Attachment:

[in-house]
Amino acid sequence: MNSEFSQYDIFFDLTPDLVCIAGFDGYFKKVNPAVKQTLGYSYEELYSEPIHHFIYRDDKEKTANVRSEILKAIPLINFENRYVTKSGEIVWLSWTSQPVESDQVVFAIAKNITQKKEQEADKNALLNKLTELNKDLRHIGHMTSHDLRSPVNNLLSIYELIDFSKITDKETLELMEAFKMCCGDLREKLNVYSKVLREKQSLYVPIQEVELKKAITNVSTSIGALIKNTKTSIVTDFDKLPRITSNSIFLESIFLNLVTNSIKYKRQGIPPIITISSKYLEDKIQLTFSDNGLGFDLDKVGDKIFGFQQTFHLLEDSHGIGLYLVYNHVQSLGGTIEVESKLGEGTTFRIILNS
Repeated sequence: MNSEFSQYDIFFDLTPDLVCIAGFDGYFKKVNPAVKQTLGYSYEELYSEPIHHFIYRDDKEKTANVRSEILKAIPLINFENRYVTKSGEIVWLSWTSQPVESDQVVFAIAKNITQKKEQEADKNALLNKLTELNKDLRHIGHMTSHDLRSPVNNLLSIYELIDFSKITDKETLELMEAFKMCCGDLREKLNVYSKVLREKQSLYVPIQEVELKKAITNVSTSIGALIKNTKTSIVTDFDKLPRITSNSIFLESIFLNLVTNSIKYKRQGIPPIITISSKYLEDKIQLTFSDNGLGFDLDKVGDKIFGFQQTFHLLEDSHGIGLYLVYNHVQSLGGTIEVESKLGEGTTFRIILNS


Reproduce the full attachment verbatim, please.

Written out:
[in-house]
Amino acid sequence: MNSEFSQYDIFFDLTPDLVCIAGFDGYFKKVNPAVKQTLGYSYEELYSEPIHHFIYRDDKEKTANVRSEILKAIPLINFENRYVTKSGEIVWLSWTSQPVESDQVVFAIAKNITQKKEQEADKNALLNKLTELNKDLRHIGHMTSHDLRSPVNNLLSIYELIDFSKITDKETLELMEAFKMCCGDLREKLNVYSKVLREKQSLYVPIQEVELKKAITNVSTSIGALIKNTKTSIVTDFDKLPRITSNSIFLESIFLNLVTNSIKYKRQGIPPIITISSKYLEDKIQLTFSDNGLGFDLDKVGDKIFGFQQTFHLLEDSHGIGLYLVYNHVQSLGGTIEVESKLGEGTTFRIILNS
Repeated sequence: MNSEFSQYDIFFDLTPDLVCIAGFDGYFKKVNPAVKQTLGYSYEELYSEPIHHFIYRDDKEKTANVRSEILKAIPLINFENRYVTKSGEIVWLSWTSQPVESDQVVFAIAKNITQKKEQEADKNALLNKLTELNKDLRHIGHMTSHDLRSPVNNLLSIYELIDFSKITDKETLELMEAFKMCCGDLREKLNVYSKVLREKQSLYVPIQEVELKKAITNVSTSIGALIKNTKTSIVTDFDKLPRITSNSIFLESIFLNLVTNSIKYKRQGIPPIITISSKYLEDKIQLTFSDNGLGFDLDKVGDKIFGFQQTFHLLEDSHGIGLYLVYNHVQSLGGTIEVESKLGEGTTFRIILNS